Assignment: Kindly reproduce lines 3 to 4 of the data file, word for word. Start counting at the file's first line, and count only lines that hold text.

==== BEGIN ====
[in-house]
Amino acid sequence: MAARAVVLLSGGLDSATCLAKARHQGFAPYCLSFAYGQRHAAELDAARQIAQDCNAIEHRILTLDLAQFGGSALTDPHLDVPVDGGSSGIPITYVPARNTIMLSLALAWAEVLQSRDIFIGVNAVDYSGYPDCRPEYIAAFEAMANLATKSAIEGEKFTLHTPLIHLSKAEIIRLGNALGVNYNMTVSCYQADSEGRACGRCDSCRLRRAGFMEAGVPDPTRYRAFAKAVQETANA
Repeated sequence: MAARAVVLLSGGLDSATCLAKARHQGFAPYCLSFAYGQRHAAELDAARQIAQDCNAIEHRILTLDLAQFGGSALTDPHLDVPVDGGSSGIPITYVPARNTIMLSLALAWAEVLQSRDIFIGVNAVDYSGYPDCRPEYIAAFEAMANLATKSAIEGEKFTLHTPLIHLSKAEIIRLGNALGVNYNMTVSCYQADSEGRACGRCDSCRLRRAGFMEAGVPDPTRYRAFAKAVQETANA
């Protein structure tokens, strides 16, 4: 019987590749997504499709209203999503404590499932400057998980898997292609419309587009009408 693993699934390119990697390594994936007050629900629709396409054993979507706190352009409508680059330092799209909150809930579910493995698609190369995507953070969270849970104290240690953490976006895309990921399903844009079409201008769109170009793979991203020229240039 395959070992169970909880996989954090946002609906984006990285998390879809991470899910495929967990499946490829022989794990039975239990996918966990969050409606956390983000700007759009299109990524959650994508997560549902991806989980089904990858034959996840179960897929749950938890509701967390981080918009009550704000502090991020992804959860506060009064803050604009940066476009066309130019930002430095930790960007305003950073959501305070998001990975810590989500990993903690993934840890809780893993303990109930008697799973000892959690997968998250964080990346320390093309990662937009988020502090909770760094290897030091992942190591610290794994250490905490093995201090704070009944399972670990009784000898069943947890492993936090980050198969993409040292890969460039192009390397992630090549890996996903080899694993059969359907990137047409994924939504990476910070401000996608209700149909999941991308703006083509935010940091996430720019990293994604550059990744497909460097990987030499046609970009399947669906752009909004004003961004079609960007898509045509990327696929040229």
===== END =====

Repeated sequence: MAARAVVLLSGGLDSATCLAKARHQGFAPYCLSFAYGQRHAAELDAARQIAQDCNAIEHRILTLDLAQFGGSALTDPHLDVPVDGGSSGIPITYVPARNTIMLSLALAWAEVLQSRDIFIGVNAVDYSGYPDCRPEYIAAFEAMANLATKSAIEGEKFTLHTPLIHLSKAEIIRLGNALGVNYNMTVSCYQADSEGRACGRCDSCRLRRAGFMEAGVPDPTRYRAFAKAVQETANA
């Protein structure tokens, strides 16, 4: 019987590749997504499709209203999503404590499932400057998980898997292609419309587009009408 693993699934390119990697390594994936007050629900629709396409054993979507706190352009409508680059330092799209909150809930579910493995698609190369995507953070969270849970104290240690953490976006895309990921399903844009079409201008769109170009793979991203020229240039 395959070992169970909880996989954090946002609906984006990285998390879809991470899910495929967990499946490829022989794990039975239990996918966990969050409606956390983000700007759009299109990524959650994508997560549902991806989980089904990858034959996840179960897929749950938890509701967390981080918009009550704000502090991020992804959860506060009064803050604009940066476009066309130019930002430095930790960007305003950073959501305070998001990975810590989500990993903690993934840890809780893993303990109930008697799973000892959690997968998250964080990346320390093309990662937009988020502090909770760094290897030091992942190591610290794994250490905490093995201090704070009944399972670990009784000898069943947890492993936090980050198969993409040292890969460039192009390397992630090549890996996903080899694993059969359907990137047409994924939504990476910070401000996608209700149909999941991308703006083509935010940091996430720019990293994604550059990744497909460097990987030499046609970009399947669906752009909004004003961004079609960007898509045509990327696929040229």